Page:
But I wander from the point. At Munich in September 1938, the leaders of the United Kingdom and France basically set the table for World War two by appeasing Hitler and taking his assurances that after rescuing the Sudeten Germans from Czech mistreatment (a lie on its own), he had no further territorial ambitions in Europe. Almost a year later, in September 1939, German Forces invaded Poland using the same trumped up excuse of rescuing fellow Germans, and lau nched World War Two when Britain and France declared war on Germany. Soon all Europe, from Soviet Russia in the east to Britain in the West was at war.
Wars spread easily, and the war spread to Asia after the Japanese Empire joined in an alliance with Germany and attacked the USA. There were many other issues that were important in the spread of the war around the world, but the match that started the conflagration was struck at Munich in September 1938.
The leader most identified with Munich was British Prime Minister Neville Chamberlain, whose reputation has probably never recovered with the public. He remains in the public mind the as leader who led the Western appeasement of Hitler and is responsible for World War Two. Chamberlain was, however, very popular with the British public for avoiding war, and remained Prime Minister for almost two more years. Historians have treated him better generally than the public, and believe that in part, at least, his appeasement was prompted by Britain’s stunning unpreparedness to fight a war, and the fact that Germany after Hitler took over in 1933 had rearmed at a much faster rate than Britain or France.
This conflict is existential for Ukraine. Clearly Vladimir Putin is intent not just on regime change in Ukraine, but on destroying the sovereign state of Ukraine and making what is left an appendage of Russia. But there is a clear feeling among the Western countries and their peoples that the conflict could well be existential for the vast array of democratic countries, no matter what the state of their democracy is, and for the rules-based international system which has served much of the world so well in the last 50 years. (After all, even authoritarian countries such as China benefit from this rules based system, even though they don’t subscribe to it.)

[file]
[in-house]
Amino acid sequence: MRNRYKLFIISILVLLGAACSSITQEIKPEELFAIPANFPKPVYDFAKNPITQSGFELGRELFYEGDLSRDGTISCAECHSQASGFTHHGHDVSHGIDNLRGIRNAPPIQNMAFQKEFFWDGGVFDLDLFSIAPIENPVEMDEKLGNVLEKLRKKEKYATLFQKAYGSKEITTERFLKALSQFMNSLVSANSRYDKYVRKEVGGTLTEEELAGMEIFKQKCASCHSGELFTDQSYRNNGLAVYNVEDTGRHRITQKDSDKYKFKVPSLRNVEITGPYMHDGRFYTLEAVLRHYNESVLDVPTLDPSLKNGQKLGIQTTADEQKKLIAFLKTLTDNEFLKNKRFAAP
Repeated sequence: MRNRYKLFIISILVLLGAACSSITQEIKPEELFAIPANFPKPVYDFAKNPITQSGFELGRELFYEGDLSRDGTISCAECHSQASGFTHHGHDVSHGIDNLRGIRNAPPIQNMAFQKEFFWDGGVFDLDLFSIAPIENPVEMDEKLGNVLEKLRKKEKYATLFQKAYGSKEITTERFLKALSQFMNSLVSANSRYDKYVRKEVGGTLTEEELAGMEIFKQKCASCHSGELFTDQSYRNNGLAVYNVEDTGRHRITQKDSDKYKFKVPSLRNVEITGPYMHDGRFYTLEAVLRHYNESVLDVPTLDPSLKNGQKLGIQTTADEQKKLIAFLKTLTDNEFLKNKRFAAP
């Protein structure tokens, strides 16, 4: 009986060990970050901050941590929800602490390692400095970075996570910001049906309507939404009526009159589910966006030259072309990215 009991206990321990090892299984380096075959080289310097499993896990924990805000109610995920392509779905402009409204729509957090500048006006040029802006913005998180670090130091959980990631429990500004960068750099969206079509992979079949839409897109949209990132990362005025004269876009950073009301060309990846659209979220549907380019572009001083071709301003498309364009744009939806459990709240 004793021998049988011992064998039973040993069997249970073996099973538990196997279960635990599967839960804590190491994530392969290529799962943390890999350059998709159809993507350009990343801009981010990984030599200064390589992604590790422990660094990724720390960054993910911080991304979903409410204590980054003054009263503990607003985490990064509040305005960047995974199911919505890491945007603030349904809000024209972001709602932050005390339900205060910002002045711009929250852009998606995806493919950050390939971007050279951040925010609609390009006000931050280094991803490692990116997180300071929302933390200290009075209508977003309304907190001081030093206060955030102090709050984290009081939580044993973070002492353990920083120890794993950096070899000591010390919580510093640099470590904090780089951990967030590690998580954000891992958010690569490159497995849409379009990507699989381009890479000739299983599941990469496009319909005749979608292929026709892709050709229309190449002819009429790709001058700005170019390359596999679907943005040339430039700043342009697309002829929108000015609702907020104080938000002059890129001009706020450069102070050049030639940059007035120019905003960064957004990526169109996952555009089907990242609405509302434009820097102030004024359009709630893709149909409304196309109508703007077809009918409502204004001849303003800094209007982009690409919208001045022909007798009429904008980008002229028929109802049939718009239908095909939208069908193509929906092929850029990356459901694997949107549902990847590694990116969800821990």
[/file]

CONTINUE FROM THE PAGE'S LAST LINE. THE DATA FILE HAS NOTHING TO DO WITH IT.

I believe this revelation is what has spurred the overwhelming support for Ukraine around the world, and what has prompted the unheard of unity among western countries, both in supporting Ukraine, condemning Russia, and planning rapid upgrades in their defense posture. Four weeks ago you wouldn’t have found many takers in a bet that Germany would double its defense budget almost overnight.
At the Munich Conference, Chamberlain understood that he had an existential choice to make. A man of peace, he dreaded making it. And he could not have known what we all now know—that the democratic countries would get a second chance, both because the Japanese attack on the US gave it the opportunity to enter the war on both fronts, and because Hitler went, shall we say, a bridge too far by attacking the Soviet Union. Here is what he said to the British public by radio the evening of September 27, 1938, a few days before the Munich conference began:
If I were convinced that any nation had made up its mind to dominate the world by fear of its force, I should feel that it must be resisted. Under such a domination, life for people who believe in liberty would not be worthwhile living. But war is a fearful thing, and we must be very clear, before we embark on it, that it is really the great issues that are at stake, and that the call to risk everything in their defense, when all the consequences are weighed, is irresistible.
Mr. Putin has shown no sign so far that he means to let up in his determination to crush Ukraine by killing as many Ukrainians as his army and air force can. Military experts I see on TV think that if the West can ramp up the supply of lethal anti aircraft and anti tank weapons so the Ukrainian military which has fought superhumanly so far can push back the Russian military and show Putin that not only is his military not up to the standards of the west, but that his objective in Ukraine is out of his reach, there may be a chance for a cease fire and an ultimate end to this blood bath. But Putin is equally likely to react to the possibility of losing ground to Ukraine or to any other obstacle by escalating the conflict either attacking NATO countries or the supply lines they have established with Ukraine or by using illegal chemical or biological weapons. There is, of course, behind all this, the threat that Putin will reach for the nuclear button. The Russian highly respected expert on Russia, Fiona Hill, believes that Putin would not hesitate to push that button if pushed into a corner. Escalation of this sort brings us straight into the dilemma Chamberlain described—would/should our leaders risk everything in defense of our most sacred values?
The article was published in the Friday Times